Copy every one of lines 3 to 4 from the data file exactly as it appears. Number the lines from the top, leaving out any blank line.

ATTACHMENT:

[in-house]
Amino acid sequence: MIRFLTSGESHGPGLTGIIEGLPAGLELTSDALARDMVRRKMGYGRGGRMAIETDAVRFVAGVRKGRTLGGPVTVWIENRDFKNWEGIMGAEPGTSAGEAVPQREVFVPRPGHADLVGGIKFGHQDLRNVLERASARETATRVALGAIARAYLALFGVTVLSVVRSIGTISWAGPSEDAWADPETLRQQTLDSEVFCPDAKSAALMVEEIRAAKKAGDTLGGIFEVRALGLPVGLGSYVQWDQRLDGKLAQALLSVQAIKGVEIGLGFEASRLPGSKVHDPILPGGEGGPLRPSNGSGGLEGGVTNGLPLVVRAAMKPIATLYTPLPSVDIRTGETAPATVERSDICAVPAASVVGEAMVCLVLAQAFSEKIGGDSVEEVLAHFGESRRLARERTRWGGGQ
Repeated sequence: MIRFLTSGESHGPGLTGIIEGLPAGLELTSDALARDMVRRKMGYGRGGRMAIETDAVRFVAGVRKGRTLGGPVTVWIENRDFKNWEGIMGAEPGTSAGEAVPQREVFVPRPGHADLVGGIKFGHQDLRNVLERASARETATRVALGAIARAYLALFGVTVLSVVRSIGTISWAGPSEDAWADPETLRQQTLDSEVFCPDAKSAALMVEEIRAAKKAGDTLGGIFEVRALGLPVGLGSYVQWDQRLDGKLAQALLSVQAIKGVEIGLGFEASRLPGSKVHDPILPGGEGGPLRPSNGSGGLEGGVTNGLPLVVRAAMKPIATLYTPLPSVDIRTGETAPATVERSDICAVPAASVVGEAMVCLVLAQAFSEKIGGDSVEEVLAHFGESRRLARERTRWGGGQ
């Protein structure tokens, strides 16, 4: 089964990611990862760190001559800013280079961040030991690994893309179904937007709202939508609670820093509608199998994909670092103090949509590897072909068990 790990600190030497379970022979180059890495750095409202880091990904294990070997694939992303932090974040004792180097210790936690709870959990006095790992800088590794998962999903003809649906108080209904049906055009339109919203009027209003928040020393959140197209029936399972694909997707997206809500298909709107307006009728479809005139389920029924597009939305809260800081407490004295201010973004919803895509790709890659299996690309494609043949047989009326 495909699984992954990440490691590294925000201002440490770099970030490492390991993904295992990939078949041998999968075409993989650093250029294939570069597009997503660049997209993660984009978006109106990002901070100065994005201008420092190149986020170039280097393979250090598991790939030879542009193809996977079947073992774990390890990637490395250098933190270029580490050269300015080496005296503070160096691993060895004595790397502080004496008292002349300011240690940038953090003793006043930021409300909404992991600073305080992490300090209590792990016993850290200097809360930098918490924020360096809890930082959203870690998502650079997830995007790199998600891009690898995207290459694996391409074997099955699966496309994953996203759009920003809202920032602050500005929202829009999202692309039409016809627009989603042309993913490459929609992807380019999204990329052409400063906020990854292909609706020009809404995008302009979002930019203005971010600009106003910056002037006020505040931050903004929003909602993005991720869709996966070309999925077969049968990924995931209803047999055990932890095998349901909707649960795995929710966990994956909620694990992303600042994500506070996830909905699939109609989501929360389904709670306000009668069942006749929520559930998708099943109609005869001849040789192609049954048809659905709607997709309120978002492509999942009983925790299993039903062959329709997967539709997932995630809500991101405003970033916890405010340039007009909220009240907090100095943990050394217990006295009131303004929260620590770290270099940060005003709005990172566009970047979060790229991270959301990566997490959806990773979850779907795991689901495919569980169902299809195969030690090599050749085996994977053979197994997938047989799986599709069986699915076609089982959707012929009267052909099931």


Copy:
Repeated sequence: MIRFLTSGESHGPGLTGIIEGLPAGLELTSDALARDMVRRKMGYGRGGRMAIETDAVRFVAGVRKGRTLGGPVTVWIENRDFKNWEGIMGAEPGTSAGEAVPQREVFVPRPGHADLVGGIKFGHQDLRNVLERASARETATRVALGAIARAYLALFGVTVLSVVRSIGTISWAGPSEDAWADPETLRQQTLDSEVFCPDAKSAALMVEEIRAAKKAGDTLGGIFEVRALGLPVGLGSYVQWDQRLDGKLAQALLSVQAIKGVEIGLGFEASRLPGSKVHDPILPGGEGGPLRPSNGSGGLEGGVTNGLPLVVRAAMKPIATLYTPLPSVDIRTGETAPATVERSDICAVPAASVVGEAMVCLVLAQAFSEKIGGDSVEEVLAHFGESRRLARERTRWGGGQ
């Protein structure tokens, strides 16, 4: 089964990611990862760190001559800013280079961040030991690994893309179904937007709202939508609670820093509608199998994909670092103090949509590897072909068990 790990600190030497379970022979180059890495750095409202880091990904294990070997694939992303932090974040004792180097210790936690709870959990006095790992800088590794998962999903003809649906108080209904049906055009339109919203009027209003928040020393959140197209029936399972694909997707997206809500298909709107307006009728479809005139389920029924597009939305809260800081407490004295201010973004919803895509790709890659299996690309494609043949047989009326 495909699984992954990440490691590294925000201002440490770099970030490492390991993904295992990939078949041998999968075409993989650093250029294939570069597009997503660049997209993660984009978006109106990002901070100065994005201008420092190149986020170039280097393979250090598991790939030879542009193809996977079947073992774990390890990637490395250098933190270029580490050269300015080496005296503070160096691993060895004595790397502080004496008292002349300011240690940038953090003793006043930021409300909404992991600073305080992490300090209590792990016993850290200097809360930098918490924020360096809890930082959203870690998502650079997830995007790199998600891009690898995207290459694996391409074997099955699966496309994953996203759009920003809202920032602050500005929202829009999202692309039409016809627009989603042309993913490459929609992807380019999204990329052409400063906020990854292909609706020009809404995008302009979002930019203005971010600009106003910056002037006020505040931050903004929003909602993005991720869709996966070309999925077969049968990924995931209803047999055990932890095998349901909707649960795995929710966990994956909620694990992303600042994500506070996830909905699939109609989501929360389904709670306000009668069942006749929520559930998708099943109609005869001849040789192609049954048809659905709607997709309120978002492509999942009983925790299993039903062959329709997967539709997932995630809500991101405003970033916890405010340039007009909220009240907090100095943990050394217990006295009131303004929260620590770290270099940060005003709005990172566009970047979060790229991270959301990566997490959806990773979850779907795991689901495919569980169902299809195969030690090599050749085996994977053979197994997938047989799986599709069986699915076609089982959707012929009267052909099931």